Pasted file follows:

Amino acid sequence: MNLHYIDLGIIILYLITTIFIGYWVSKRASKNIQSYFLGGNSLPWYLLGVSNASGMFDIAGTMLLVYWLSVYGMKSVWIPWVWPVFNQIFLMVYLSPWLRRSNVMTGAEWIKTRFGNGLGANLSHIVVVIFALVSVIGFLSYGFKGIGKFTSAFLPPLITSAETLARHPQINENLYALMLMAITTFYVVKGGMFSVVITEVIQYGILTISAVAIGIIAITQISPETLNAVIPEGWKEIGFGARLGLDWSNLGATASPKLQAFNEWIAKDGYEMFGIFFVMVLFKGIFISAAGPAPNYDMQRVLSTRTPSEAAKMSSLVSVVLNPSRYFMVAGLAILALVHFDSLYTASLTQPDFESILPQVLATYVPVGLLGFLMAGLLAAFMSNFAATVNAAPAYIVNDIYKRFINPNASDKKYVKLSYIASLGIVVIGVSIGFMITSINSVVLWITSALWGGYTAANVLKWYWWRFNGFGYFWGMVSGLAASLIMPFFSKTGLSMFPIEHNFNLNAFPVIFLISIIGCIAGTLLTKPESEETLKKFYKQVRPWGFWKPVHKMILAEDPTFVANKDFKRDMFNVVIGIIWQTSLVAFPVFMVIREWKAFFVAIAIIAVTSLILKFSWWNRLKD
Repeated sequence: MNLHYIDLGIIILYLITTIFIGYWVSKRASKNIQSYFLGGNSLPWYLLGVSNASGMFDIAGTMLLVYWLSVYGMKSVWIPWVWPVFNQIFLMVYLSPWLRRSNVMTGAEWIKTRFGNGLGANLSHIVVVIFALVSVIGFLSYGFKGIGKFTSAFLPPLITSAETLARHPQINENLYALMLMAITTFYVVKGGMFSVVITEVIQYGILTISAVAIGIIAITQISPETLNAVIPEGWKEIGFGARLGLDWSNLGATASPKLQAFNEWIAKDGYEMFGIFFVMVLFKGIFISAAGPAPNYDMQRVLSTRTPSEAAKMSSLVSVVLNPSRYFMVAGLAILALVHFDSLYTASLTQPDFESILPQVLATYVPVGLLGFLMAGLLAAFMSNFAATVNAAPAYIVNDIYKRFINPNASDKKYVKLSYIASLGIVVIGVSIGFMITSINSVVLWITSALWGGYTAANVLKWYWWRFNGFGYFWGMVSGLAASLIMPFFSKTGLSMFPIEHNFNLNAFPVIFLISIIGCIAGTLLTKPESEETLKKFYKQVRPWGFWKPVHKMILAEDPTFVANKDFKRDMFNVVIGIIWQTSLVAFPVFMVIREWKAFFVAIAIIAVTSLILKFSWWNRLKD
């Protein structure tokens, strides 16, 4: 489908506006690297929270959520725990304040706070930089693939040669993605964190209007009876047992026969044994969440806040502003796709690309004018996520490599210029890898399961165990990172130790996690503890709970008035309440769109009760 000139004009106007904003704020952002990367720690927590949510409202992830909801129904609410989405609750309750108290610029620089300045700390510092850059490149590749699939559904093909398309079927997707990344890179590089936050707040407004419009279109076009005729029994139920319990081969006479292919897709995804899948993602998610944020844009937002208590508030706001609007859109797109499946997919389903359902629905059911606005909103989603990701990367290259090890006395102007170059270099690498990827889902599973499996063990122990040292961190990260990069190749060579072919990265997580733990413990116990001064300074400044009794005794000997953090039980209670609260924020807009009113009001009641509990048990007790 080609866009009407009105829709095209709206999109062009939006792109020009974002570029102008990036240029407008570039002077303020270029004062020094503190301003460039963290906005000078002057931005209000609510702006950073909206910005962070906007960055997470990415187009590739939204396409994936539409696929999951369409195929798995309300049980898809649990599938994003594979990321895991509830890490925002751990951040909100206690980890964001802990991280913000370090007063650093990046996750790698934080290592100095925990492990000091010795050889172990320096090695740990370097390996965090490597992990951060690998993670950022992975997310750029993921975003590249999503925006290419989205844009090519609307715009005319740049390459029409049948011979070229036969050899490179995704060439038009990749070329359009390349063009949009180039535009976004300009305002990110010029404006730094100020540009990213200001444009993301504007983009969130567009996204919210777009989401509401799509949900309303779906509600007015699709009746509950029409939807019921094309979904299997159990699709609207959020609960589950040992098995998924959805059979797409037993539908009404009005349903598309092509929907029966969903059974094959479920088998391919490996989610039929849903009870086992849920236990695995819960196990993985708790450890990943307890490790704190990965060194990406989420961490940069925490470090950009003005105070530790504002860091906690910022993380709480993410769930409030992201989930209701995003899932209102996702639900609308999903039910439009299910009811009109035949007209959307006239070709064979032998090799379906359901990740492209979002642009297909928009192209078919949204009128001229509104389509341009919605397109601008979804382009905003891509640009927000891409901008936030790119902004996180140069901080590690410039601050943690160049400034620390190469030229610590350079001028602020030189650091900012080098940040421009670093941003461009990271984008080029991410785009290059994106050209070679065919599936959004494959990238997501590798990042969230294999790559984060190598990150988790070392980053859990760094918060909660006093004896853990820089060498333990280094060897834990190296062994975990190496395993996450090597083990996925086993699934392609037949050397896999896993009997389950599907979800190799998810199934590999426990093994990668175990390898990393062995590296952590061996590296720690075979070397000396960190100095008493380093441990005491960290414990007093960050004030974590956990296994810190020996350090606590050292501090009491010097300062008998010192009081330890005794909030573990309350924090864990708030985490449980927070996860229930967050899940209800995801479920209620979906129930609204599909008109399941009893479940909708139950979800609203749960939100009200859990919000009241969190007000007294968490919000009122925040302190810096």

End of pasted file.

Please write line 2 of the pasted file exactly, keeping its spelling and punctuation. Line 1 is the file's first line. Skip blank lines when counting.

Repeated sequence: MNLHYIDLGIIILYLITTIFIGYWVSKRASKNIQSYFLGGNSLPWYLLGVSNASGMFDIAGTMLLVYWLSVYGMKSVWIPWVWPVFNQIFLMVYLSPWLRRSNVMTGAEWIKTRFGNGLGANLSHIVVVIFALVSVIGFLSYGFKGIGKFTSAFLPPLITSAETLARHPQINENLYALMLMAITTFYVVKGGMFSVVITEVIQYGILTISAVAIGIIAITQISPETLNAVIPEGWKEIGFGARLGLDWSNLGATASPKLQAFNEWIAKDGYEMFGIFFVMVLFKGIFISAAGPAPNYDMQRVLSTRTPSEAAKMSSLVSVVLNPSRYFMVAGLAILALVHFDSLYTASLTQPDFESILPQVLATYVPVGLLGFLMAGLLAAFMSNFAATVNAAPAYIVNDIYKRFINPNASDKKYVKLSYIASLGIVVIGVSIGFMITSINSVVLWITSALWGGYTAANVLKWYWWRFNGFGYFWGMVSGLAASLIMPFFSKTGLSMFPIEHNFNLNAFPVIFLISIIGCIAGTLLTKPESEETLKKFYKQVRPWGFWKPVHKMILAEDPTFVANKDFKRDMFNVVIGIIWQTSLVAFPVFMVIREWKAFFVAIAIIAVTSLILKFSWWNRLKD